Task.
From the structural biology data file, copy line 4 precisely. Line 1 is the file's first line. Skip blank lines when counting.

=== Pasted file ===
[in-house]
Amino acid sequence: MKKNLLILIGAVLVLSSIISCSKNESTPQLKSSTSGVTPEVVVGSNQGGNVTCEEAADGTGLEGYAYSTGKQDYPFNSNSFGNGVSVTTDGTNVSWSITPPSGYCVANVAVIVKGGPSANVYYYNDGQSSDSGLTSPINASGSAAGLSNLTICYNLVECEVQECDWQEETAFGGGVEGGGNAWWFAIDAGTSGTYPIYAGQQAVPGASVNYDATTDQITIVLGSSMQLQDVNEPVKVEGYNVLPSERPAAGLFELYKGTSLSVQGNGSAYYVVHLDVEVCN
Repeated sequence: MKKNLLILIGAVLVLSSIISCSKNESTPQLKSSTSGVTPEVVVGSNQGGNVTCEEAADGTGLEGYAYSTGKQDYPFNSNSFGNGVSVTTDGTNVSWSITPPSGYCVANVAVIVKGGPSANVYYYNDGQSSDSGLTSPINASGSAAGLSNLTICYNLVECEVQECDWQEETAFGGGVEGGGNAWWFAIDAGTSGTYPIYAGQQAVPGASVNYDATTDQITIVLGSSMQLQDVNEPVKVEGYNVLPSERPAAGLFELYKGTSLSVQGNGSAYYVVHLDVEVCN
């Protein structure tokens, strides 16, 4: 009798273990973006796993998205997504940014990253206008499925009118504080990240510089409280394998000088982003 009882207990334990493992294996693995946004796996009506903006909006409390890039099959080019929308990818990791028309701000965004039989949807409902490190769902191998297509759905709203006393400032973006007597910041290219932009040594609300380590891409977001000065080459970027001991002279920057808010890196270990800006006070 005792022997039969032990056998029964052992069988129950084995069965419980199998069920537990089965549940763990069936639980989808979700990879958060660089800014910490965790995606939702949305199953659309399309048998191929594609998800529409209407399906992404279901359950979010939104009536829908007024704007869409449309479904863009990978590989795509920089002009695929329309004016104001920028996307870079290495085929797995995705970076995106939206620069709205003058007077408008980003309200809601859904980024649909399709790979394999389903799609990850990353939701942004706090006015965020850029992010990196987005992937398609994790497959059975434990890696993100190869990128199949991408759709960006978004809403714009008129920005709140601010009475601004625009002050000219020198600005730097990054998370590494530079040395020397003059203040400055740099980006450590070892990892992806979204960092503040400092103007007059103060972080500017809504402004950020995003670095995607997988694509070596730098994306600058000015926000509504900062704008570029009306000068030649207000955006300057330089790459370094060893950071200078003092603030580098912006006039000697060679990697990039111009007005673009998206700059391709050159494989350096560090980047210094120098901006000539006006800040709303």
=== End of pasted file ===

């Protein structure tokens, strides 16, 4: 009798273990973006796993998205997504940014990253206008499925009118504080990240510089409280394998000088982003 009882207990334990493992294996693995946004796996009506903006909006409390890039099959080019929308990818990791028309701000965004039989949807409902490190769902191998297509759905709203006393400032973006007597910041290219932009040594609300380590891409977001000065080459970027001991002279920057808010890196270990800006006070 005792022997039969032990056998029964052992069988129950084995069965419980199998069920537990089965549940763990069936639980989808979700990879958060660089800014910490965790995606939702949305199953659309399309048998191929594609998800529409209407399906992404279901359950979010939104009536829908007024704007869409449309479904863009990978590989795509920089002009695929329309004016104001920028996307870079290495085929797995995705970076995106939206620069709205003058007077408008980003309200809601859904980024649909399709790979394999389903799609990850990353939701942004706090006015965020850029992010990196987005992937398609994790497959059975434990890696993100190869990128199949991408759709960006978004809403714009008129920005709140601010009475601004625009002050000219020198600005730097990054998370590494530079040395020397003059203040400055740099980006450590070892990892992806979204960092503040400092103007007059103060972080500017809504402004950020995003670095995607997988694509070596730098994306600058000015926000509504900062704008570029009306000068030649207000955006300057330089790459370094060893950071200078003092603030580098912006006039000697060679990697990039111009007005673009998206700059391709050159494989350096560090980047210094120098901006000539006006800040709303």